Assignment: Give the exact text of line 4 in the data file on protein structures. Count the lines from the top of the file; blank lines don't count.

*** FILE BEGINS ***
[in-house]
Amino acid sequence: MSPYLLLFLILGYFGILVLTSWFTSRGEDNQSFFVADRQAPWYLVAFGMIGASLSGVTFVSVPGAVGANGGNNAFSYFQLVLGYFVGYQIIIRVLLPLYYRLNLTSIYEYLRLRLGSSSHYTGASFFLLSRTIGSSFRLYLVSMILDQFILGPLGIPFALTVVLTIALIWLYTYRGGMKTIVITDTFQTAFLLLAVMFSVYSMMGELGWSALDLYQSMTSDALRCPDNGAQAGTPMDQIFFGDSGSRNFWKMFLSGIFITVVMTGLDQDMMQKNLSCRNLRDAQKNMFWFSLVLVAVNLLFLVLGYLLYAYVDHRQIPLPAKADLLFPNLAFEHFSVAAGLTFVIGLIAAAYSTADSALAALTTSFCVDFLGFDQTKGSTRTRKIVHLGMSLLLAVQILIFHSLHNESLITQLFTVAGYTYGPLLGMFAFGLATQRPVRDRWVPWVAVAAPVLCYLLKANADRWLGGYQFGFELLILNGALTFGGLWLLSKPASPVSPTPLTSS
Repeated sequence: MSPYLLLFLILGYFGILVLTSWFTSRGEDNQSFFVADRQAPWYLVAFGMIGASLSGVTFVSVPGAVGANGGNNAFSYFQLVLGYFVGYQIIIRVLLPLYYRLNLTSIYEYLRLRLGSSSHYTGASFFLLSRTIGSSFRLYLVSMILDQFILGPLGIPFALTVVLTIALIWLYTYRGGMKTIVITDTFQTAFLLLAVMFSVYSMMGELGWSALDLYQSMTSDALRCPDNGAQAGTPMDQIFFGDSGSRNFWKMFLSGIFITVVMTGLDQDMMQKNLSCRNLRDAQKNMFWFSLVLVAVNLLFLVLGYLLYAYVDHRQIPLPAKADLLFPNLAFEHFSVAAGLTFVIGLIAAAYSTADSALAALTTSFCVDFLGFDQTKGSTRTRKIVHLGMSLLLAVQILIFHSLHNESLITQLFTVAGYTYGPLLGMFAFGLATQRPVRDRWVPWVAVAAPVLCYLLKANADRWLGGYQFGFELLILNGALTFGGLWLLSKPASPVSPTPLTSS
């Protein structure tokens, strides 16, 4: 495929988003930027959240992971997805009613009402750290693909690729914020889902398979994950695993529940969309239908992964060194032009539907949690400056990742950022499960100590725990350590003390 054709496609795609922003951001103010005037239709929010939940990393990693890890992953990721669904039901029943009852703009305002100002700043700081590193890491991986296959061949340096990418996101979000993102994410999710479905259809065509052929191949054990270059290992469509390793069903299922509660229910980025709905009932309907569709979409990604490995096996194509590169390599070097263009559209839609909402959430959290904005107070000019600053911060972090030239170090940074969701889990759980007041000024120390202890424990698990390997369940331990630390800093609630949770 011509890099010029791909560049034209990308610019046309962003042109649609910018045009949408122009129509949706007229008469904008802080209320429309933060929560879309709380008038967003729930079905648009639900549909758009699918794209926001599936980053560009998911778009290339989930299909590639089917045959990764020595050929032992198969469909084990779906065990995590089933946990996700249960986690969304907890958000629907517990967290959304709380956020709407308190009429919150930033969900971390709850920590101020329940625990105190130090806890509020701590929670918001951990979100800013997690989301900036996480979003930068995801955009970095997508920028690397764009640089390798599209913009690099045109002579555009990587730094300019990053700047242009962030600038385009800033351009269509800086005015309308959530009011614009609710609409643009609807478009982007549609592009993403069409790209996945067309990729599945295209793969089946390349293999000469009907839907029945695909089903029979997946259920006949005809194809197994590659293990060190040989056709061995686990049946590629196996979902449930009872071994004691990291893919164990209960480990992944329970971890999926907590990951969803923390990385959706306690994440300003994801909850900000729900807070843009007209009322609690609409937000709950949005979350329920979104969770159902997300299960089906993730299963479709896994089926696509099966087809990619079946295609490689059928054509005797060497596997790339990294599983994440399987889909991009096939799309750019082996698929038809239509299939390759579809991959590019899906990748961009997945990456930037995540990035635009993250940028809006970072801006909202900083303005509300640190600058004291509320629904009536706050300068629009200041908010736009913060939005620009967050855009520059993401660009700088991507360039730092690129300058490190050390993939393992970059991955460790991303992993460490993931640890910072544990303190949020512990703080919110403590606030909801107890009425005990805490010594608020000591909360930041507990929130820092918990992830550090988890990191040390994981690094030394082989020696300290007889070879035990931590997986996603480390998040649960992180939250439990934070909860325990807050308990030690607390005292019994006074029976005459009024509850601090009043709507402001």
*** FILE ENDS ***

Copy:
């Protein structure tokens, strides 16, 4: 495929988003930027959240992971997805009613009402750290693909690729914020889902398979994950695993529940969309239908992964060194032009539907949690400056990742950022499960100590725990350590003390 054709496609795609922003951001103010005037239709929010939940990393990693890890992953990721669904039901029943009852703009305002100002700043700081590193890491991986296959061949340096990418996101979000993102994410999710479905259809065509052929191949054990270059290992469509390793069903299922509660229910980025709905009932309907569709979409990604490995096996194509590169390599070097263009559209839609909402959430959290904005107070000019600053911060972090030239170090940074969701889990759980007041000024120390202890424990698990390997369940331990630390800093609630949770 011509890099010029791909560049034209990308610019046309962003042109649609910018045009949408122009129509949706007229008469904008802080209320429309933060929560879309709380008038967003729930079905648009639900549909758009699918794209926001599936980053560009998911778009290339989930299909590639089917045959990764020595050929032992198969469909084990779906065990995590089933946990996700249960986690969304907890958000629907517990967290959304709380956020709407308190009429919150930033969900971390709850920590101020329940625990105190130090806890509020701590929670918001951990979100800013997690989301900036996480979003930068995801955009970095997508920028690397764009640089390798599209913009690099045109002579555009990587730094300019990053700047242009962030600038385009800033351009269509800086005015309308959530009011614009609710609409643009609807478009982007549609592009993403069409790209996945067309990729599945295209793969089946390349293999000469009907839907029945695909089903029979997946259920006949005809194809197994590659293990060190040989056709061995686990049946590629196996979902449930009872071994004691990291893919164990209960480990992944329970971890999926907590990951969803923390990385959706306690994440300003994801909850900000729900807070843009007209009322609690609409937000709950949005979350329920979104969770159902997300299960089906993730299963479709896994089926696509099966087809990619079946295609490689059928054509005797060497596997790339990294599983994440399987889909991009096939799309750019082996698929038809239509299939390759579809991959590019899906990748961009997945990456930037995540990035635009993250940028809006970072801006909202900083303005509300640190600058004291509320629904009536706050300068629009200041908010736009913060939005620009967050855009520059993401660009700088991507360039730092690129300058490190050390993939393992970059991955460790991303992993460490993931640890910072544990303190949020512990703080919110403590606030909801107890009425005990805490010594608020000591909360930041507990929130820092918990992830550090988890990191040390994981690094030394082989020696300290007889070879035990931590997986996603480390998040649960992180939250439990934070909860325990807050308990030690607390005292019994006074029976005459009024509850601090009043709507402001």